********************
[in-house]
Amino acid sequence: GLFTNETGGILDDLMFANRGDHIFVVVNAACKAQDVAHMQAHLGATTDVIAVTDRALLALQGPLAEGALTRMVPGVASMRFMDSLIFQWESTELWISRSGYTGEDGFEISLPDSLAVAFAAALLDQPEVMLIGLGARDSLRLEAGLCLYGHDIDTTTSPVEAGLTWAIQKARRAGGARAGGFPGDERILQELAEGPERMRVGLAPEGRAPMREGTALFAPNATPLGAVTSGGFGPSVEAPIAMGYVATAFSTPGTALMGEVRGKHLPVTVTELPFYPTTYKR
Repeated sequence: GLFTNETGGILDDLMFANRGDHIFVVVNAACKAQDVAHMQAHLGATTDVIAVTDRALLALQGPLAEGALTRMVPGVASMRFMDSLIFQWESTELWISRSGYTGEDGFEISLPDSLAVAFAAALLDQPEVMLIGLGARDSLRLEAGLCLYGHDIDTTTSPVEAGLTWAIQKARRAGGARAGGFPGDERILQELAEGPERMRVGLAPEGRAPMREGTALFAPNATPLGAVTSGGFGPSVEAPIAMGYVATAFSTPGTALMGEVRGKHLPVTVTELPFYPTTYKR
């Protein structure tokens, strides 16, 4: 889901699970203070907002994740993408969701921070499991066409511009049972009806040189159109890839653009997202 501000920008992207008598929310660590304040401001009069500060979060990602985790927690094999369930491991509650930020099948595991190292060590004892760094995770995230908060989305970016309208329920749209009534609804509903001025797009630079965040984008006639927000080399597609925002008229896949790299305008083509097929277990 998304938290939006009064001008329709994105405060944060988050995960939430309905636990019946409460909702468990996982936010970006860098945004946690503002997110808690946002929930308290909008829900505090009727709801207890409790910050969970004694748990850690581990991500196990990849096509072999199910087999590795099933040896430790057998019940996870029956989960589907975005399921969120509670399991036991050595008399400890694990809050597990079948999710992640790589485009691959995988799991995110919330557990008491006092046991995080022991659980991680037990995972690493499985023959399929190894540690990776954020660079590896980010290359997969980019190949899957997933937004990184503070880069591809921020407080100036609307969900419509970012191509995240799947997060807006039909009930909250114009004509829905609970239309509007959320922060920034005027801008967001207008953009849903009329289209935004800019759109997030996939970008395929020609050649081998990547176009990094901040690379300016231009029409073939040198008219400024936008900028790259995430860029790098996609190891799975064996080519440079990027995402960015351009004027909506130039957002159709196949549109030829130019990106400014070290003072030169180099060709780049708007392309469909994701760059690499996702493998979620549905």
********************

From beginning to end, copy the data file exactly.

[in-house]
Amino acid sequence: GLFTNETGGILDDLMFANRGDHIFVVVNAACKAQDVAHMQAHLGATTDVIAVTDRALLALQGPLAEGALTRMVPGVASMRFMDSLIFQWESTELWISRSGYTGEDGFEISLPDSLAVAFAAALLDQPEVMLIGLGARDSLRLEAGLCLYGHDIDTTTSPVEAGLTWAIQKARRAGGARAGGFPGDERILQELAEGPERMRVGLAPEGRAPMREGTALFAPNATPLGAVTSGGFGPSVEAPIAMGYVATAFSTPGTALMGEVRGKHLPVTVTELPFYPTTYKR
Repeated sequence: GLFTNETGGILDDLMFANRGDHIFVVVNAACKAQDVAHMQAHLGATTDVIAVTDRALLALQGPLAEGALTRMVPGVASMRFMDSLIFQWESTELWISRSGYTGEDGFEISLPDSLAVAFAAALLDQPEVMLIGLGARDSLRLEAGLCLYGHDIDTTTSPVEAGLTWAIQKARRAGGARAGGFPGDERILQELAEGPERMRVGLAPEGRAPMREGTALFAPNATPLGAVTSGGFGPSVEAPIAMGYVATAFSTPGTALMGEVRGKHLPVTVTELPFYPTTYKR
């Protein structure tokens, strides 16, 4: 889901699970203070907002994740993408969701921070499991066409511009049972009806040189159109890839653009997202 501000920008992207008598929310660590304040401001009069500060979060990602985790927690094999369930491991509650930020099948595991190292060590004892760094995770995230908060989305970016309208329920749209009534609804509903001025797009630079965040984008006639927000080399597609925002008229896949790299305008083509097929277990 998304938290939006009064001008329709994105405060944060988050995960939430309905636990019946409460909702468990996982936010970006860098945004946690503002997110808690946002929930308290909008829900505090009727709801207890409790910050969970004694748990850690581990991500196990990849096509072999199910087999590795099933040896430790057998019940996870029956989960589907975005399921969120509670399991036991050595008399400890694990809050597990079948999710992640790589485009691959995988799991995110919330557990008491006092046991995080022991659980991680037990995972690493499985023959399929190894540690990776954020660079590896980010290359997969980019190949899957997933937004990184503070880069591809921020407080100036609307969900419509970012191509995240799947997060807006039909009930909250114009004509829905609970239309509007959320922060920034005027801008967001207008953009849903009329289209935004800019759109997030996939970008395929020609050649081998990547176009990094901040690379300016231009029409073939040198008219400024936008900028790259995430860029790098996609190891799975064996080519440079990027995402960015351009004027909506130039957002159709196949549109030829130019990106400014070290003072030169180099060709780049708007392309469909994701760059690499996702493998979620549905």